Sunday, July 15, 2007

More Dark is Rising Angst

Its worse than even I had heard. This post at the livejournal community "A Blog of Authors" breaks it down in a handy chart. (Hattip Bellatrys) It does not look good.

I could handle the nationality and the plot changes, even removing my beloved Arthurian elements, but they are changing Will.
Will discovers his powers on his thirteenth birthday, because John Hodge says Will's extra years make him more "plausibly capable."
One of the things about Will was he always seemed like an old 11. He was like a thousand-year-old man wrapped up in a little boy's body. Why would they need to add two years to him if seeming older than his age is still a characterization point?
Will is assertive, challenging his older brother head-on, and doing many other things — as John Hodge says often — "head-on." I guess it's a pro to his being American, as Americans have a reputation for being more proactive than passive.
Yay for nationalistic stereotyping! Will he do rope tricks too? All the British kids'll be tea-drinking and uptight, right?
He is told of his powers, refuses to believe anyone when he hears of them, then goes home and apparently gives his brothers what-for.
Why? Would he think his brothers put the guy up to it?
At thirteen, Will gets disgusted at not being able to tell anyone. He blows up a car and acts out in some other ways. According to John Hodge, Miss Greythorne tells Merriman, "He's just expressing himself."
Remember the scene where he got especially curious and went out to the woods and set a stick on fire with his powers? Then realized what a humongously stupid thing he'd done?

Yeah, I bet that's gone. That way they get to blow up cars and shit whenever Will gets angry, because he doesn't have that natural "Old One" attitude, he's a spoiled brat with anger management issues who wants attention and glory! Yeah, way to keep with the unique spirit of the hero of these books there.

So, the thoughtful, introverted youngest member of the Old Ones? Our gentle little hero who was loaded with ancient power despite all appearances to the contrary? The guy who was responsible and thoughtful and didn't waste his power in showy displays? Gone! Replaced by a Harry Potter clone!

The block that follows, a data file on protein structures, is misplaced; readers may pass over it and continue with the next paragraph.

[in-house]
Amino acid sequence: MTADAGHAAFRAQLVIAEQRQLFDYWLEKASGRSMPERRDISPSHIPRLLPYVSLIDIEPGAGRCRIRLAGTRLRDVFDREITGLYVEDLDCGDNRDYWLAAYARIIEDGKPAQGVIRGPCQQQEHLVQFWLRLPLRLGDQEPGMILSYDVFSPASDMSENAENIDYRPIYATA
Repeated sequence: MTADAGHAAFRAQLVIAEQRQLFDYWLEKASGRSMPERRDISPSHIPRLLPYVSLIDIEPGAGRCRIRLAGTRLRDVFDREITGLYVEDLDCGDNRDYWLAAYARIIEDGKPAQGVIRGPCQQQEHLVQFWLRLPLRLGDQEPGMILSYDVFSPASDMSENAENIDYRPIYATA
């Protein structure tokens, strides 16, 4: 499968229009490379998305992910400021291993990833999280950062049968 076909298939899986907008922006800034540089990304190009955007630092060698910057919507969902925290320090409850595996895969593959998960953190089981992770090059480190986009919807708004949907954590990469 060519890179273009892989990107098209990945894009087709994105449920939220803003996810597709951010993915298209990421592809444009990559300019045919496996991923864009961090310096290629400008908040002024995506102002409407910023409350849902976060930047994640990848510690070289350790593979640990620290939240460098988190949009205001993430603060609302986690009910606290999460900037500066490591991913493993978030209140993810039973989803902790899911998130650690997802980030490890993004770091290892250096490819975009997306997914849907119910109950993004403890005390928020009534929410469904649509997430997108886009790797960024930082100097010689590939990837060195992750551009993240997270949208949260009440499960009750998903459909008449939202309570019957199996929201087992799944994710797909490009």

Oh, but they changed all the surface stuff that would make people mistake him for Harry, but they went ahead and took Will's unique personality and exchanged it for the more popular boy's so they could clone Harry Potter but not be accused of cloning Harry Fucking Potter.


You know, I hate to be one of those fans who gets mad whenever they change any little thing about a book I loved, but seriously, this sounds like mass-produced shit that's trying to capitalized on the Potter popularity. They're killing this book, dammit. Killing it (And yes, you can quote that for your fan entitlement rants, thank you very much.)

Seriously, though, the Jack Black as Green Lantern rumor (it surfaces every few months) didn't induce nearly as much disgust as that chart does.

Its just as well, they probably wouldn't have gotten a good actor for Bran in the sequels, and Bran is the character I'm really a fan of in this one.

When this movie comes out I'm spending my ticket money on a bottle of whiskey and sitting home to reread the novels.

I advise you to do the same.


  1. Want. To hurt them. With a spiked mace. Up the nether regions.

    My Will. My lovely, strong, quiet, brave, wise, Will.


    In reality I'm torturing those fuckers in my mind like the most imaginative fanatical 'movie adaptations suck' fans that ever were.

    There are certain books that affect who you are and how you see the world for the rest of your life. For some people it was the bible. For me, it was The Dark is Rising.

  2. Well dammit Will, I wanted to be quoted when someone picks apart the Dark is Rising reaction for fan entitlement.

  3. I have the name, but you're more prominent. They'll probably think you said it.

  4. Thanks for the H/T, Ragnell - what really floors me in this is the sheer reekingness of their utter contempt for the original. And thus, by extension for the fans of the books.